New Interdisciplinary Minor in Disability Studies Launched

Group of Rutgers faculty, some in wheelchairs, some standing, with a service dog
Faculty and administrators believe the new disability studies minor at Rutgers is a model for how interdisciplinary collaboration can expand opportunities for students. Members of the disability studies minor committee include: (from left) Distinguished Professor Douglas Kruse and Professor Lisa Schur, of the School of Management and Labor Relations; Associate Dean of Academic Programs Julia Sass Rubin and Assistant Dean Christina Torian of the Edward J. Bloustein School of Planning and Public Policy; Professor Jeffrey Friedman of the Mason Gross School of the Arts; Teaching Instructor Javier Robles of the Department of Kinesiology in the School of Arts and Sciences, and Delbert, Robles' service dog.
Bloustein School/Rutgers University

At Rutgers–New Brunswick, faculty from multiple schools collaborate to create the interdisciplinary program

Rutgers University–New Brunswick will launch a new minor this fall in interdisciplinary disability studies -- designed to support the lived experience of those with disabilities and examine how society views and understands the meaning and consequences of being disabled.

“I am thrilled that the numerous schools in New Brunswick have come together to create the Disability Studies minor,” said Stuart Shapiro, professor and dean of the Edward J. Bloustein School of Planning and Public Policy. “We are proud to be hosting the minor, which will focus on important aspects of issues related to disability studies – social justice, the expanded roles for disabled people in society and liberatory cultural reform.”

One in four adults in the United States has some type of disability, according to the Centers for Disease Control and Prevention. This makes disability a natural and common part of the human experience. 

The minor will be housed at the Bloustein School and overseen by a committee of faculty from the Bloustein School, the School of Management and Labor Relations (SMLR), the Mason Gross School of the Arts and the School of Arts of Sciences (SAS). Electives for the minor will also be offered by the Schools of Environmental and Biological Sciences, Communication and Information, Social Work and Education.

Carolyn Moehling, professor and vice provost of undergraduate education at Rutgers–New Brunswick said the disability studies minor is a great model for how interdisciplinary collaboration can expand opportunities for students.

“I anticipate that the minor will attract students from many different disciplinary backgrounds and with many different career goals,” she said.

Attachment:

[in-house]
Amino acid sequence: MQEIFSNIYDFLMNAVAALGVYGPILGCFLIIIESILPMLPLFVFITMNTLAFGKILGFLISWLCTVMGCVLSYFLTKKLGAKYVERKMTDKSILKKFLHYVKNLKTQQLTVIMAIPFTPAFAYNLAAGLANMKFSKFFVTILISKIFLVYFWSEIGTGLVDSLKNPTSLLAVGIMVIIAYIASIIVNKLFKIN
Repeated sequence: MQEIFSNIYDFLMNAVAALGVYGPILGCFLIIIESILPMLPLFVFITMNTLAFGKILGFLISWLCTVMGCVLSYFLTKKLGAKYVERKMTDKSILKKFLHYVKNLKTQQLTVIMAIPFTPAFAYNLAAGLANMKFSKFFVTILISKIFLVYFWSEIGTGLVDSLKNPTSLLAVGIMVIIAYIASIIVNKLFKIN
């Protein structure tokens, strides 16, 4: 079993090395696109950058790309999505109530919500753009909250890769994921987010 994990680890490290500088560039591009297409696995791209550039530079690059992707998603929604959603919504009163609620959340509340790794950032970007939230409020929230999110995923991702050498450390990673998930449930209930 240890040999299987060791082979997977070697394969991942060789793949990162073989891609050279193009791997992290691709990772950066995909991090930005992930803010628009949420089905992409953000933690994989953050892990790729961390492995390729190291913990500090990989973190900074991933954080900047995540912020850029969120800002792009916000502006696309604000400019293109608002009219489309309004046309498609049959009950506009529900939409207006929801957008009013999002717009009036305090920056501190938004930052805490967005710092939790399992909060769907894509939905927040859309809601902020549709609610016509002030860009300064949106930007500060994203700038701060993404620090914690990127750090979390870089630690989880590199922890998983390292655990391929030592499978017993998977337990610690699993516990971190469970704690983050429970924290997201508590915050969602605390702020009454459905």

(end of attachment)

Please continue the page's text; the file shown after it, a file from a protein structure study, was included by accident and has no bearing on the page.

The 18-credit minor consists of three required courses: Introduction to Disability Studies; Disability Policy and Law; and Field Experience for Special Populations.

Students will also select three electives from more than 60 options by participating schools and departments. Selected electives can include an array of topic areas that combine into a unique approach to disability studies; students also may specialize within their own major’s elective options.

The field experience requirement will enable students to pursue their specific interests in disability studies in real-world settings at matched university-based locations, local and regional nonprofit organizations and government agencies.

Jeff Friedman a professor at Mason Gross, and SAS professor Javier Robles – both of whom were leaders of the multiyear effort to create the minor – pointed to some of its many benefits for students.

“This minor is an important academic credential for those planning careers in education, health care, advocacy, policy, law, rehabilitation, planning, public health, social services, performing arts and engineering,” said Friedman.

“The minor will offer students the opportunity to recognize, support and advocate—depending on their own self-identifications—for themselves as disabled students and for others living with disabilities,” Robles said.

Lisa Schur, a professor of labor studies and employment relations and co-director of the Program for Disability Research, also helped in the creation of the minor and teaches one of the three required courses.

“I am enthusiastic about this opportunity and welcome students both with and without disabilities,” Schur said. “Rutgers is an international leader in disability research, and in addition to classes and fieldwork experiences, we hope to get students involved in research projects with us.”

Students interested in learning more about the minor may visit or contact to set up an appointment with an undergraduate adviser.